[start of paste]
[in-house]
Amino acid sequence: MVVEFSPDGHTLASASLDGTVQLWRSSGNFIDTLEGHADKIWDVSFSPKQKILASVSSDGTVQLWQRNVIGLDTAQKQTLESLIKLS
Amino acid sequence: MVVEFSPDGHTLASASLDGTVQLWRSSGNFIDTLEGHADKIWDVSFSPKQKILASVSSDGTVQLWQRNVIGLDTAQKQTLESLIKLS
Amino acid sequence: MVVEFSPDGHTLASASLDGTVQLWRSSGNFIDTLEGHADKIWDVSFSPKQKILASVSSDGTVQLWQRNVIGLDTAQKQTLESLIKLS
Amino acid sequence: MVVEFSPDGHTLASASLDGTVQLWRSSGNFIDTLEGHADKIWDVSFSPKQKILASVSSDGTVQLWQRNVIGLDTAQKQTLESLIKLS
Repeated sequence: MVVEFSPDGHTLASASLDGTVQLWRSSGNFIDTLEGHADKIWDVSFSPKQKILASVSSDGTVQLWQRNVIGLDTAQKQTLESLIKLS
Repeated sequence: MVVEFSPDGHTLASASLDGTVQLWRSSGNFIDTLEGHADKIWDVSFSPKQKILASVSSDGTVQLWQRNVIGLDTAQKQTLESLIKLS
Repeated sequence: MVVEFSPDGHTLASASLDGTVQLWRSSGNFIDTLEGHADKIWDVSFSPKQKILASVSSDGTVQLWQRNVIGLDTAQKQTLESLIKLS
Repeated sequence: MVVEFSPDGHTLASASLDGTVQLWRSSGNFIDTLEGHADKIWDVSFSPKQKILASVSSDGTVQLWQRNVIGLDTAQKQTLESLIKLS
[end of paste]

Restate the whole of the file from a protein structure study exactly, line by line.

[in-house]
Amino acid sequence: MVVEFSPDGHTLASASLDGTVQLWRSSGNFIDTLEGHADKIWDVSFSPKQKILASVSSDGTVQLWQRNVIGLDTAQKQTLESLIKLS
Amino acid sequence: MVVEFSPDGHTLASASLDGTVQLWRSSGNFIDTLEGHADKIWDVSFSPKQKILASVSSDGTVQLWQRNVIGLDTAQKQTLESLIKLS
Amino acid sequence: MVVEFSPDGHTLASASLDGTVQLWRSSGNFIDTLEGHADKIWDVSFSPKQKILASVSSDGTVQLWQRNVIGLDTAQKQTLESLIKLS
Amino acid sequence: MVVEFSPDGHTLASASLDGTVQLWRSSGNFIDTLEGHADKIWDVSFSPKQKILASVSSDGTVQLWQRNVIGLDTAQKQTLESLIKLS
Repeated sequence: MVVEFSPDGHTLASASLDGTVQLWRSSGNFIDTLEGHADKIWDVSFSPKQKILASVSSDGTVQLWQRNVIGLDTAQKQTLESLIKLS
Repeated sequence: MVVEFSPDGHTLASASLDGTVQLWRSSGNFIDTLEGHADKIWDVSFSPKQKILASVSSDGTVQLWQRNVIGLDTAQKQTLESLIKLS
Repeated sequence: MVVEFSPDGHTLASASLDGTVQLWRSSGNFIDTLEGHADKIWDVSFSPKQKILASVSSDGTVQLWQRNVIGLDTAQKQTLESLIKLS
Repeated sequence: MVVEFSPDGHTLASASLDGTVQLWRSSGNFIDTLEGHADKIWDVSFSPKQKILASVSSDGTVQLWQRNVIGLDTAQKQTLESLIKLS